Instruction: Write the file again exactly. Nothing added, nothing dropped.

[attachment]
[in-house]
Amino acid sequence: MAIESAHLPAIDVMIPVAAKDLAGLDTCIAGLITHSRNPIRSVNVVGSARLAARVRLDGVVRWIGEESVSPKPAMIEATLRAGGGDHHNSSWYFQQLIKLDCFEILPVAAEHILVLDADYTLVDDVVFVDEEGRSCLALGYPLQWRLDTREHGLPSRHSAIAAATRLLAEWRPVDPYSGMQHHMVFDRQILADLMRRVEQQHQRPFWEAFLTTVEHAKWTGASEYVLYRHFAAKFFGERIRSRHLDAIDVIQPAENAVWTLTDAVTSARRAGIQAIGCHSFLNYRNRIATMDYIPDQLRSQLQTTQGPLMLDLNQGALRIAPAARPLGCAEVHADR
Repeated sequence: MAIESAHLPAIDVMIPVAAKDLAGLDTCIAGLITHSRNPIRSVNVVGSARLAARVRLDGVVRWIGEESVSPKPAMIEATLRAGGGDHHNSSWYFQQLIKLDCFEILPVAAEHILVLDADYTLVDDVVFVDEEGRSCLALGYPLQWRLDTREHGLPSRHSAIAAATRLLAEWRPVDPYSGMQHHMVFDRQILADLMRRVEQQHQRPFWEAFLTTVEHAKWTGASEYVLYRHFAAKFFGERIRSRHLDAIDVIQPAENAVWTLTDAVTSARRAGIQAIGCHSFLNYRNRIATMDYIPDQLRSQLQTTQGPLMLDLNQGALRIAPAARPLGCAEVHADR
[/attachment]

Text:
[in-house]
Amino acid sequence: MAIESAHLPAIDVMIPVAAKDLAGLDTCIAGLITHSRNPIRSVNVVGSARLAARVRLDGVVRWIGEESVSPKPAMIEATLRAGGGDHHNSSWYFQQLIKLDCFEILPVAAEHILVLDADYTLVDDVVFVDEEGRSCLALGYPLQWRLDTREHGLPSRHSAIAAATRLLAEWRPVDPYSGMQHHMVFDRQILADLMRRVEQQHQRPFWEAFLTTVEHAKWTGASEYVLYRHFAAKFFGERIRSRHLDAIDVIQPAENAVWTLTDAVTSARRAGIQAIGCHSFLNYRNRIATMDYIPDQLRSQLQTTQGPLMLDLNQGALRIAPAARPLGCAEVHADR
Repeated sequence: MAIESAHLPAIDVMIPVAAKDLAGLDTCIAGLITHSRNPIRSVNVVGSARLAARVRLDGVVRWIGEESVSPKPAMIEATLRAGGGDHHNSSWYFQQLIKLDCFEILPVAAEHILVLDADYTLVDDVVFVDEEGRSCLALGYPLQWRLDTREHGLPSRHSAIAAATRLLAEWRPVDPYSGMQHHMVFDRQILADLMRRVEQQHQRPFWEAFLTTVEHAKWTGASEYVLYRHFAAKFFGERIRSRHLDAIDVIQPAENAVWTLTDAVTSARRAGIQAIGCHSFLNYRNRIATMDYIPDQLRSQLQTTQGPLMLDLNQGALRIAPAARPLGCAEVHADR